In Windows Server 2016/2019 you have been upgraded to the Windows 10 Desktop Experience GUI. So, in the new versions, you are directed to use the to get to your settings. What was happening within the Settings is that I would choose a setting that calls on the control.exe file to open a Control Panel app. I would get the following error when attempting to do that function:
I immediately think it is a permissions issue. So I go to try to validate the permissions so that I could change them. Turns out, that due to it being a Windows System directory, I couldn’t modify the permissions without compromising directory security with NTFS permissions:
Now, if I open Control Panel, Network Sharing Center, etc…, I was able to access the applets with no issues. This was just happening in the Settings Gear Box Application. So, I started looking around and found that there is a registry key that needs to be modified so that your Administrator account can open these settings apps through the Settings Application:
1) Launch the Registry Editor (regedit.exe) 2) Navigate to:
3) Change the value of FilterAdministratorToken (REG_DWORD) from 0 to 1 (If you don’t see that key, you can create it by right-clicking on any empty space from the right panel and select New > DWORD value, type the name and set the value to 1) 4) Reboot the computer and then it will be working fine.
I decided to create a Group Policy in AD to add this registry key so that it would propagate to all my 2016/2019 Servers:
1) Launch the Group Policy Manager 2) Create a new GPO and Link it to your Domain 3) Go to Computer Configuration > Preferences > Windows Settings > Registry > New Registry Key (DWORD) 4) Set the Action to “Replace” 5) Set the path as: HKEY_LOCAL_MACHINE\SOFTWARE\Microsoft\Windows\CurrentVersion\Policies\System 6) Set the Key as FilterAdministratorToken 7) Set the Value as 1 (Decimal Format) and Save 8) Run gpupdate /force on your servers. 9) Schedule a Reboot of those servers for the change to truly take effect.
After the reboot of the server, all the apps launched correctly from the Settings Application within Windows. I am going to research a little more to see why this is like that. If you have a comment, or more information, please feel free to post!
Like most IT guys. They have a repository of their ISO images saved on a network share so that they can mount the ISO if needed on multiple machines. I recently switched to Hyper-V and have been having an issue with creating VMs and using my ISO from my network share to do so. Hyper-V Manager available through RSAT doesn’t have an option to mount an ISO or capture a drive from a machine on which is running. Instead it gives you drives of the Hyper-V host, and that would of course require you to have an ISO or the disc itself present on the host. I didn’t want to do that. I would rather have my repository share available for that purpose to allow for all the drive space to be available on the Hyper-V host.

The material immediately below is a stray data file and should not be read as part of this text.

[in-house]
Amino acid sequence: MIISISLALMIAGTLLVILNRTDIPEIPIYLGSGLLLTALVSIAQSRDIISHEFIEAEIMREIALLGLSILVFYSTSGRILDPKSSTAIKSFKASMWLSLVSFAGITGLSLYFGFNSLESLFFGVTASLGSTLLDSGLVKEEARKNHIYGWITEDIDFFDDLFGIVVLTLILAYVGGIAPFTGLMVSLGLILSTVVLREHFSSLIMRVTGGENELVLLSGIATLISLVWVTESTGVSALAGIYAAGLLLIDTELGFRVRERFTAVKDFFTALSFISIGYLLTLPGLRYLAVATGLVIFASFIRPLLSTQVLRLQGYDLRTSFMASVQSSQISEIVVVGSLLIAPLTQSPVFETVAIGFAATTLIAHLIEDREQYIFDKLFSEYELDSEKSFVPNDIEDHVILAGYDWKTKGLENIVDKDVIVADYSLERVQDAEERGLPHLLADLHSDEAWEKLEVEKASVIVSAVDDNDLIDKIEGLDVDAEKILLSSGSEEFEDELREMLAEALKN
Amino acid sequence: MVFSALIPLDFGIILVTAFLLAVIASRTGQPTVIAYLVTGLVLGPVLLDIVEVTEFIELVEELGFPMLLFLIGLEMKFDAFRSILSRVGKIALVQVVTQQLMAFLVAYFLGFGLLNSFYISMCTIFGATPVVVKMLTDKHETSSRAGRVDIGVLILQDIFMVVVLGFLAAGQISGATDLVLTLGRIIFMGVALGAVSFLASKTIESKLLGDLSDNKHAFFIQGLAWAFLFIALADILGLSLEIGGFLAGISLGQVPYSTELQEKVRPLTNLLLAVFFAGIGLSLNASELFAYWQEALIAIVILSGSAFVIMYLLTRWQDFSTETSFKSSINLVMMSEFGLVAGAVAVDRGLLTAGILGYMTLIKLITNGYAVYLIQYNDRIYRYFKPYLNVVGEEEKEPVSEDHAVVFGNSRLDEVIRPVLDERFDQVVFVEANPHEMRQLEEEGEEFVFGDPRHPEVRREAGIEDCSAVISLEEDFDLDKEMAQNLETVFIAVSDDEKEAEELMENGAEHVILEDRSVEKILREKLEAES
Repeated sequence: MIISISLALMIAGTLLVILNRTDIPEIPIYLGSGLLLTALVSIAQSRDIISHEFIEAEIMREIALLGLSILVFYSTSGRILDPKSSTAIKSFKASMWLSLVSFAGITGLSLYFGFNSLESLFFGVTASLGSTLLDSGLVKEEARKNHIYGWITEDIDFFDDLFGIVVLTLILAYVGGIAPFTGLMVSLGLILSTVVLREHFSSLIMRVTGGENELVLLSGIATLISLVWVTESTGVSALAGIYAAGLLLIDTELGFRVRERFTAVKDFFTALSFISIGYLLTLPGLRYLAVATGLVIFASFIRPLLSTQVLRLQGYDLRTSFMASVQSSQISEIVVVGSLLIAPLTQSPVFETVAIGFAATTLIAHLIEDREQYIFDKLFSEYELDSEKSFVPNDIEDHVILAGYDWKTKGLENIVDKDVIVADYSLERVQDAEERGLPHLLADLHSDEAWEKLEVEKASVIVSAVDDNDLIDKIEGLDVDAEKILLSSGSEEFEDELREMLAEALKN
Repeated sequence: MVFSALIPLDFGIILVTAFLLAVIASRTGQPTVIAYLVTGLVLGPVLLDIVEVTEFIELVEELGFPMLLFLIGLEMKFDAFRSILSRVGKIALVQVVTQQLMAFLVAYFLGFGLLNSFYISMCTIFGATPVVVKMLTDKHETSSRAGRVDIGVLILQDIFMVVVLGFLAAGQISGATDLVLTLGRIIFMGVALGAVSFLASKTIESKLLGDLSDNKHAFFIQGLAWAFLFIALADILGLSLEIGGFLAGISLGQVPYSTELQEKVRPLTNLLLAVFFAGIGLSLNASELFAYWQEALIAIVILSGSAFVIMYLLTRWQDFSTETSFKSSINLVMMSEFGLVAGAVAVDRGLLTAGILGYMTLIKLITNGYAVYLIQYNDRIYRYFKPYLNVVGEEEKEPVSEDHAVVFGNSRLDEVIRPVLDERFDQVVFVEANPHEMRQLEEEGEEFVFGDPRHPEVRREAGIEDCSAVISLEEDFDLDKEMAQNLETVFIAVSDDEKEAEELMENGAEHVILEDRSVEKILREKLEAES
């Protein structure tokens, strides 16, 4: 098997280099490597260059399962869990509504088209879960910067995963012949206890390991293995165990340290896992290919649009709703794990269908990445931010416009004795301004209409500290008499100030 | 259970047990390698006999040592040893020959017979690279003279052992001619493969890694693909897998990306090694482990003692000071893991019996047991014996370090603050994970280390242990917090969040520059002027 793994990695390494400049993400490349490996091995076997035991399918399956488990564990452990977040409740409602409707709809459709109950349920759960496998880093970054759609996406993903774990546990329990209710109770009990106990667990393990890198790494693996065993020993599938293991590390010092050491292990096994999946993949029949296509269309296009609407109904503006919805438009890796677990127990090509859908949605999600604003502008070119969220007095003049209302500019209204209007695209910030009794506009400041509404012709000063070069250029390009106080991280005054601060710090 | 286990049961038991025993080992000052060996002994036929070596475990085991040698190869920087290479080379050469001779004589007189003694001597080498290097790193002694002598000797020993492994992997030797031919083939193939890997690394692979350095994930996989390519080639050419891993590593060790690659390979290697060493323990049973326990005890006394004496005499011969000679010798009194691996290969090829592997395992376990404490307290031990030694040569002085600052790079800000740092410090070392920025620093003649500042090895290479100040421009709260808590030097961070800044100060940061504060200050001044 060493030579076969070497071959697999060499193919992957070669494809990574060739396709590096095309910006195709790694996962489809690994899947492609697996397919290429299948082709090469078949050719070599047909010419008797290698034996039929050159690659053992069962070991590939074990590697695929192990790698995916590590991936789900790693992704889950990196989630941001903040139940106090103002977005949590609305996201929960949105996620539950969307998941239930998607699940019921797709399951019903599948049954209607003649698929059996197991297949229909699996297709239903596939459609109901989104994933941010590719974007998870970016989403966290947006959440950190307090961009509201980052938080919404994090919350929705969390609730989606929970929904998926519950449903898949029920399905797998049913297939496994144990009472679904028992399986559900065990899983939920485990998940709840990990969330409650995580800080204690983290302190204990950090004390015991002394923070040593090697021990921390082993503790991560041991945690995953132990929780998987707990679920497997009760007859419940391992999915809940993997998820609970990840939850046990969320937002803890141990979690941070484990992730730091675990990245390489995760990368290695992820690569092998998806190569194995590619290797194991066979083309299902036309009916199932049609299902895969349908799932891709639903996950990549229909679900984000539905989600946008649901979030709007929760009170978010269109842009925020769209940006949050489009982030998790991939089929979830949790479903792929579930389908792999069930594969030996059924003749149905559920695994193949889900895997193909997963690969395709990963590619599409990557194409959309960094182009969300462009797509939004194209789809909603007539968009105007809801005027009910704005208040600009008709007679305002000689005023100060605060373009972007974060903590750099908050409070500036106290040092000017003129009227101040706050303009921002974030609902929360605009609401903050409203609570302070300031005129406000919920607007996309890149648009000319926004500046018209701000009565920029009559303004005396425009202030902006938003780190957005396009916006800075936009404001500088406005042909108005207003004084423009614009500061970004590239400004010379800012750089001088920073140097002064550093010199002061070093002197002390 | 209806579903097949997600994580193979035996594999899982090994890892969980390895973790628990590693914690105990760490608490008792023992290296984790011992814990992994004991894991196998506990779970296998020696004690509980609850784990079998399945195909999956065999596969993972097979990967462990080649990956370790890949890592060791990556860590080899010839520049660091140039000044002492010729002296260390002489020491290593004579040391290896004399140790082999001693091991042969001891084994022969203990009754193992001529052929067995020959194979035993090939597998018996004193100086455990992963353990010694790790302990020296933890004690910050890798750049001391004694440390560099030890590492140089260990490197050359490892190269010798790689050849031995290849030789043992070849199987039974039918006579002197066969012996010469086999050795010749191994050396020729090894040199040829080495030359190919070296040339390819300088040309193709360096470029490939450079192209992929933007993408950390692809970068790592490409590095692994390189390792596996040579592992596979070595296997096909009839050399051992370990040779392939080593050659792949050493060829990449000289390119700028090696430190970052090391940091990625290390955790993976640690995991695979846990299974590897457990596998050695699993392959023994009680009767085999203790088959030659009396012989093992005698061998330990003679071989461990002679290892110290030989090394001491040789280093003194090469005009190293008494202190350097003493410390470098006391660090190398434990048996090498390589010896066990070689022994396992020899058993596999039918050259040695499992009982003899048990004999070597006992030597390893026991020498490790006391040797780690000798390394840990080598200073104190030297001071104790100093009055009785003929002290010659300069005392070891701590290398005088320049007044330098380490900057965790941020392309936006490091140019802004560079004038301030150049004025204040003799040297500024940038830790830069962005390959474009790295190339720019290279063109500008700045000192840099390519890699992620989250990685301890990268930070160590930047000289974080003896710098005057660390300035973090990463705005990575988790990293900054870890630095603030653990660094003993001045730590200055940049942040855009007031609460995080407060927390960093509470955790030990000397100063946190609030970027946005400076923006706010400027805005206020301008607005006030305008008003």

So, I would map a network drive with my ISOs. The mapping would succeed, but mapped drive (letter) will not be visible in Hyper-V manager when trying to mount an ISO. Okay, so next I tried mounting from UNC share directly, but that would also fail, with the message: “‘VM’ failed to add device ‘Virtual CD/DVD Disk’” & “User account does not have permission required to open attachment”.
It goes back to the constrained delegation requirement for the Hyper-V host accounts to be used to perform functions such as this. This has been a pain to say in the least, as I have also had issues with live migration with my machines not being clustered due to different hardware.
So, in researching, I found this blog post. It has helped me through this issue with mapping the shared folder with the ISOs.
The cause of the problem is that the Hyper-V is intended to run with VMM Library Server and to mount files from it, not any random share. To re-mediate this:
You need to assign full NTFS and share permissions to computer account of Hyper-V on a shared folder with ISO’s you want to mount.
In AD on the computer account of Hyper-V machine delegate specific service ‘cifs’ to the machine you want your ISO’s mounted from. Microsoft calls this constrained delegation.
Here is step by step procedure for the constrained delegation:
Go to Active Directory Users and Computers
Find the Hyper-V server computer account and open up its properties.
Go to Delegation tab.
Select Trust this computer for delegation to the specified services only radio button.
Click the Add button.
Click the Users or Computers… button.
In the Add Services window, click Users or Computers and enter the computer account that will act as a library server and click OK.
Select the cifs Service Type and click OK.
The resulting setup should look something like this:
I added both the server that contained the ISO images and the server that I run my RSAT tools from just to be safe. I next rebooted the Hyper-V host (that is a requirement). When the host rebooted, I was able to successfully create the VM.
Hopefully, this will also solve my issue with live migration between my hosts. I will have to test that again and will inform everyone here if that succeeds as well!